Former buffalo hunter and entrepreneur Wyatt Earp arrives in the lawless cattle town of Wichita Kansas. His skill as a gun-fighter make him a perfect candidate for Marshal but he refuses ... See full summary »
Remake of "To Have and Have Not" based on Hemingway short story. Plot reset to early days of Cuban revolution. A charter boat skipper gets entangled in gunrunning scheme to get money to pay... See full summary »
Three Marines take shore leave in San Francisco during World War II. Frankie O'Neill visits his lower-class dysfunctional family; Nico Kantaylis visits his pregnant fiancée; and the ... See full summary »
The first of the five films where Bill Elliott played a detective lieutenant in the L.A Sheriff's department, Dial Red "O" (the correct title with the number 0 (zero), as on a telephone ... See full summary »
A drifter finds himself wrongly accused of murder by a power-crazed sheriff. The sheriff gives him a horse, some supplies, and a one-hour head start into the desert, then he will send his ... See full summary »
The first carrier shown, during training with the 20 on her deck; is the U.S.S. Bennington. The second carrier shown, during carrier operation in Korea with the 10 on her deck; is the U.S.S. Yorktown. Both carriers are Essex class carriers built near the end of World War II. Both were later modernized to accommodate jets. The last carrier shown just as the film is ending with 41 on the deck; is the U.S.S. Midway in World War II trim. The clip of the Midway shows the gun mounts at the end of the flight deck that were removed as part of the SCB-27A conversion that brought all the Essex class carriers up to handling jets. See more »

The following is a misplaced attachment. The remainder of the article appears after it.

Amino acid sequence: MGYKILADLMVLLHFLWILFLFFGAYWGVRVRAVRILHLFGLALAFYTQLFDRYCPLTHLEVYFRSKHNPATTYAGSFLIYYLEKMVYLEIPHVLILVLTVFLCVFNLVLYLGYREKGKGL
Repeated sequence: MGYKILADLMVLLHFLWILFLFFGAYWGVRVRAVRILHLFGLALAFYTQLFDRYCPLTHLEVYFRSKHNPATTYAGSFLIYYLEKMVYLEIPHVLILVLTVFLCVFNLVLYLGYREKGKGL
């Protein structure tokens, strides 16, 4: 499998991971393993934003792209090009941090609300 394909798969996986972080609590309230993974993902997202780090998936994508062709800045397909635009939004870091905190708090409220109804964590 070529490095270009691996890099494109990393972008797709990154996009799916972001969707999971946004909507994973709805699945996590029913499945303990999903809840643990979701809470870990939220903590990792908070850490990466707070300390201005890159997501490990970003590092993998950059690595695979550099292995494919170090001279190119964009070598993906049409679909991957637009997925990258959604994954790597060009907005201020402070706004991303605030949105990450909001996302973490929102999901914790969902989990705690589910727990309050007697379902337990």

With a pretense of being a salute to a great American institution and the brave officers it produces, this film relies on choppy inserts of combat stock footage, flat dialogue, and improbable situations (but nonetheless a very predictable plot swiped from the 1928 film "Annapolis") to "glorify" a great tradition. Everyone looks great, including the Navy fighter jets, and there are some respectful shots of Academy traditions, but if the studio wanted to make a cinema salute to Annapolis and its graduates who served in the Korean war, it should have employed a more creative and/or dedicated director and more talented writers, film editors, and cinematographers. Annapolis deserves better. For dramatic contrast see John Ford's salute to West Point: "The Long Gray Line."
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